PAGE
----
Over the last twenty-odd years, I have often considered how to repay the debts of my mathematical youth. I have tried Moore-method teaching at Ohio University, the US Naval Academy, and at Oxford University. The experience has been varied, rewarding, and often exasperating.

At Ohio University, I naively tried at first to recreate my experience at Auburn. Without a significant infrastructure, it is almost impossible to fit a Moore-method undergraduate sequence into the established order. It was difficult, especially for a young Assistant Professor, to convince Yankee colleagues on the immense benefit of ignorance. Finally, I discovered that it was possible to have freedom in the teaching of either the very smart (i.e., honors programs) or the "considered-to-be" very dumb (i.e., education and business students). I suppose the theory was that both were in the minority and neither could be hurt too badly. Among the former, I had a student who went on to get a Ph.D. and spend time as a postdoc at the Institute for Advanced Study. Among the latter, I had two of the most memorable students of my teaching career. One was a black, handicapped Haitian who became wonderfully turned on to mathematics, got a Masters at Ohio University, and went on to do graduate work at SUNY at Buffalo. The other, although equally enthusiastic, lacked a high level of ability. However, I still proudly remember the time at 2:00 in the morning when he awoke me on the phone to tell me his first original proof of a non-trivial theorem. When I think of the joy of mathematics, it is in that voice on the phone.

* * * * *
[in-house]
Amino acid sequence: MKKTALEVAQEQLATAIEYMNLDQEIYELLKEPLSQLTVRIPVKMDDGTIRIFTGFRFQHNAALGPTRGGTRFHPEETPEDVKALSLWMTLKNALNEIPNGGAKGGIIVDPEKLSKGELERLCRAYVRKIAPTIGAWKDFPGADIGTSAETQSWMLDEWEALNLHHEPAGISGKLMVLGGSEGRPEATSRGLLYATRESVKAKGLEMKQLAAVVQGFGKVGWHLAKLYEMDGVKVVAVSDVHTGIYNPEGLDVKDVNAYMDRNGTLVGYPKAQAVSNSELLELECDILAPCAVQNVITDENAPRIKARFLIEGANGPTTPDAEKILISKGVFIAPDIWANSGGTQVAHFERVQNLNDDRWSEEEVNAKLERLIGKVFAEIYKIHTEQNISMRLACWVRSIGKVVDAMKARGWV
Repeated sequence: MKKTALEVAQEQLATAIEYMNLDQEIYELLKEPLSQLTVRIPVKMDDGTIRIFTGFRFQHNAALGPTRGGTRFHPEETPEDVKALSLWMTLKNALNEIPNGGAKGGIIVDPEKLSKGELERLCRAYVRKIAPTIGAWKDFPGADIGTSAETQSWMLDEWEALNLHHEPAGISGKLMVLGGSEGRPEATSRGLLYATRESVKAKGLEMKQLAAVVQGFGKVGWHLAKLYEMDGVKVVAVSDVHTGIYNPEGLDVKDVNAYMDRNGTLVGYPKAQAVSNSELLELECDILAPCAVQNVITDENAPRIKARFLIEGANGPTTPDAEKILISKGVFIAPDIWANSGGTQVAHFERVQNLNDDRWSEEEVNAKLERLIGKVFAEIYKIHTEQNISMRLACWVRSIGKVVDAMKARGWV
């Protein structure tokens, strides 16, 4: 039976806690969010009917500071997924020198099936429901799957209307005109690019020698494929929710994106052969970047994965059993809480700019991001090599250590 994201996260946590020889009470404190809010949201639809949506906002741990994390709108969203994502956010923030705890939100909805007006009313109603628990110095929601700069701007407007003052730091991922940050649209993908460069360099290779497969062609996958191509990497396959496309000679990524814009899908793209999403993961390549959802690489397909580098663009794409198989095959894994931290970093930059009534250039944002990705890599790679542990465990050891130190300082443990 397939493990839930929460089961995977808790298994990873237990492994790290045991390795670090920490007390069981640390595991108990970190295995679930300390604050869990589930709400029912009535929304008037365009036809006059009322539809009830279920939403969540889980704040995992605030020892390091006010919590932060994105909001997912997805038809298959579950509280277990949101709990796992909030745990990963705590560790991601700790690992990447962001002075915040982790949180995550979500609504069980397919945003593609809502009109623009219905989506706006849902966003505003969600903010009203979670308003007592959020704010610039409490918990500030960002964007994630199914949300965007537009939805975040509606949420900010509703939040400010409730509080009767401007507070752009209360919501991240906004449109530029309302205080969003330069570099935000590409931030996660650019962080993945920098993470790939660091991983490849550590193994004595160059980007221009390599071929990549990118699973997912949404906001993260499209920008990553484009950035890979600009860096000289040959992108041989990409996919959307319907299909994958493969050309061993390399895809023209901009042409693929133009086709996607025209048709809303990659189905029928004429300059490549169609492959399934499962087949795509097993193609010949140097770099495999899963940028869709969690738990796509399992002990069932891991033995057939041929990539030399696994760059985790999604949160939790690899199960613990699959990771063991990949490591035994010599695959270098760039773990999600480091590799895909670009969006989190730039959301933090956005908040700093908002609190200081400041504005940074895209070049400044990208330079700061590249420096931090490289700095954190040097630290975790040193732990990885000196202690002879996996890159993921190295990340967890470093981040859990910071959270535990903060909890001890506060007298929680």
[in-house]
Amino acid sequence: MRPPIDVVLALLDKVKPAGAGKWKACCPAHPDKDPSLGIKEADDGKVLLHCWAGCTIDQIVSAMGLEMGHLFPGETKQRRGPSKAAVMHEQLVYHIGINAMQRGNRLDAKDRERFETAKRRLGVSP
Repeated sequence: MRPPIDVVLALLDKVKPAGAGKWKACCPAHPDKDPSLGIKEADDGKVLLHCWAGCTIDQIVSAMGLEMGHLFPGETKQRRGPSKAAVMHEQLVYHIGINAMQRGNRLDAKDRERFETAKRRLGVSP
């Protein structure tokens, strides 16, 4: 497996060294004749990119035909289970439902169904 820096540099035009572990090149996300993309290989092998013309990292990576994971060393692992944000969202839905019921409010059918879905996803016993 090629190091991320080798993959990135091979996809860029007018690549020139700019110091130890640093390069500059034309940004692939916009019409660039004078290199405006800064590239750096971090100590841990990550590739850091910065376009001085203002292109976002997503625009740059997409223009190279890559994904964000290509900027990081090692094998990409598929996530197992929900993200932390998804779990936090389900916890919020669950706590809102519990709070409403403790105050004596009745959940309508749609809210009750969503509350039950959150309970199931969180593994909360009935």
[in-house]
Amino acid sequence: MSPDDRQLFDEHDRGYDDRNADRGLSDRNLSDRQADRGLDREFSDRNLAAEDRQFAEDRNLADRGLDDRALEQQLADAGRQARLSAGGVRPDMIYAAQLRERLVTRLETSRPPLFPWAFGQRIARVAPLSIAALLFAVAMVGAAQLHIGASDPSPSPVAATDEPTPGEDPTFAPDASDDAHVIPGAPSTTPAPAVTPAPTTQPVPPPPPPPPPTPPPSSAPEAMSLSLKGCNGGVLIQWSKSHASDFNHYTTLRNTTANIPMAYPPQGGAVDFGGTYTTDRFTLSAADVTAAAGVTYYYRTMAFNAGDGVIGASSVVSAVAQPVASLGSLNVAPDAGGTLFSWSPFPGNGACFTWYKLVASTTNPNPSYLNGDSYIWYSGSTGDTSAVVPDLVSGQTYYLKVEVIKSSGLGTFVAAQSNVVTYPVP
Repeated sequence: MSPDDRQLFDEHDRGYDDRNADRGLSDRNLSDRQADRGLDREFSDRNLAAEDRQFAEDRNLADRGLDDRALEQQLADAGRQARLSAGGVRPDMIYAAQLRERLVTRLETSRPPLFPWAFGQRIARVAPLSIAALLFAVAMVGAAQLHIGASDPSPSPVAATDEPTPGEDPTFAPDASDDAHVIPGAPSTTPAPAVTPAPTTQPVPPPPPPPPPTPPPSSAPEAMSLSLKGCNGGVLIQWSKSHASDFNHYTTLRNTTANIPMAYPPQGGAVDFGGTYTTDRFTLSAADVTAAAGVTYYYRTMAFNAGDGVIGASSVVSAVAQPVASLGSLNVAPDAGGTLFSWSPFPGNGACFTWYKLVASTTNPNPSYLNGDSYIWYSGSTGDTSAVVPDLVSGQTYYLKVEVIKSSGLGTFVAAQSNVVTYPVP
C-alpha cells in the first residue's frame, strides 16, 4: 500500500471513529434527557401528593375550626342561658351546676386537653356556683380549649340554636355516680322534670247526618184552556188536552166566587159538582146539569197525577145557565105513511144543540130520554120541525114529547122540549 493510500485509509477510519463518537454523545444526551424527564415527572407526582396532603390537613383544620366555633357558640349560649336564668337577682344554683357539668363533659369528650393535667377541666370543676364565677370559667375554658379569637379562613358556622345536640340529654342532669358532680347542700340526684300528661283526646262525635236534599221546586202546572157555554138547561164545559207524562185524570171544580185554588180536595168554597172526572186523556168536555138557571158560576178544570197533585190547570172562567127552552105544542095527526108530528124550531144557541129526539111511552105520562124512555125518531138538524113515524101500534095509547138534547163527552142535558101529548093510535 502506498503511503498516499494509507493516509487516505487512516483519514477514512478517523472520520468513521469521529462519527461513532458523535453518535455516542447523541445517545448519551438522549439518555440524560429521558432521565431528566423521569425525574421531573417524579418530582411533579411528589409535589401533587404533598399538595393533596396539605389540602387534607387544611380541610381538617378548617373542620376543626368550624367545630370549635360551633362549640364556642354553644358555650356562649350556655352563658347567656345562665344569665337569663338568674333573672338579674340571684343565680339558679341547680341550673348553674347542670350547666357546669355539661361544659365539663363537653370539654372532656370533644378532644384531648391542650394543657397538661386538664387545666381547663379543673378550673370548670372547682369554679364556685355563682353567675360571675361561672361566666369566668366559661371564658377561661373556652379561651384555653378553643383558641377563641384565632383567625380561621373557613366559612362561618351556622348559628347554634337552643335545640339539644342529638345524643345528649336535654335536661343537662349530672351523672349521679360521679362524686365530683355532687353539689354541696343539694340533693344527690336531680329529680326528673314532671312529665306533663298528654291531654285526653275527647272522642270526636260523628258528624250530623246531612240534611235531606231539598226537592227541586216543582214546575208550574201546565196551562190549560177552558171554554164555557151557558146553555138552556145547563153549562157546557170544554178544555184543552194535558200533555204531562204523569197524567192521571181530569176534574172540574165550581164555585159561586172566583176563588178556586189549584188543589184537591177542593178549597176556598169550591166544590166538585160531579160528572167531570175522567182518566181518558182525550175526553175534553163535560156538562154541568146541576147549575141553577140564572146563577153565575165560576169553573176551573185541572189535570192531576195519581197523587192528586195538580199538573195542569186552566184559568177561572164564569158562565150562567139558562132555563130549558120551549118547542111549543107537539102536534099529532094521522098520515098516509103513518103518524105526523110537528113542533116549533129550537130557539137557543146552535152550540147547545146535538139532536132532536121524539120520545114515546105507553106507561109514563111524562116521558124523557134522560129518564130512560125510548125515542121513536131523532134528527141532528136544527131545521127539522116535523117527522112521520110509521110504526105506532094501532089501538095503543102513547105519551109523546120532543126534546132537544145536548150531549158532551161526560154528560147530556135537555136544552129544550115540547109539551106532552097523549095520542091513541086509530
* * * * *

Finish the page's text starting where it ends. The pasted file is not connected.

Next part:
At the Naval Academy, there was zero opportunity to structure a Moore-method course. However, the students were very, very bright. They were also fiercely competitive. Hence, I discovered that if I staged a series of challenge theorems with a bottle of wine to the winner, I got the same effect.

At Oxford University, the problem has been the British cultural aversion to public competition. One does not admit to wanting to beat the socks off one's fellow student. A subtle put-down is fine, but to win through a public display of effort is just not done. Of course the students are brilliant, extremely well-trained, and have normal American desires for total victory under the facade; the trick is to destroy the layers of civilization on top. I found the best approach to be proving theorems in a real-time joint effort without any attempt at competition, and leaving the counterexample to be found individually. Since I have always considered the counterexamples the best bit anyways, this has caused me no problems. To be honest, I find that this interactive style is very much to my liking. It works because the students are so good.

My conclusions are that Moore-method teaching must be adapted to (1) the nature of the institution, (2) the culture of the students, and (3) the personality of the teacher. The bottom line is that Moore-method teaching from Socrates to Moore to Fitzpatrick is about the ethical responsibility and the joy of intellectual individualism within a community of scholars.

I was sitting in a cafe last week in Warsaw, drinking beer and wine with topologists I have known for over twenty years, including a fellow graduate student, Judy Kennedy, from my days at Auburn. We were talking of mathematics and teaching. It occurred to me then that, "this is not only what I do, this is who I am." And indeed, I am who I am because I found teachers and a method of teaching that invited and challenged me to join this very particular and very special community of scholars.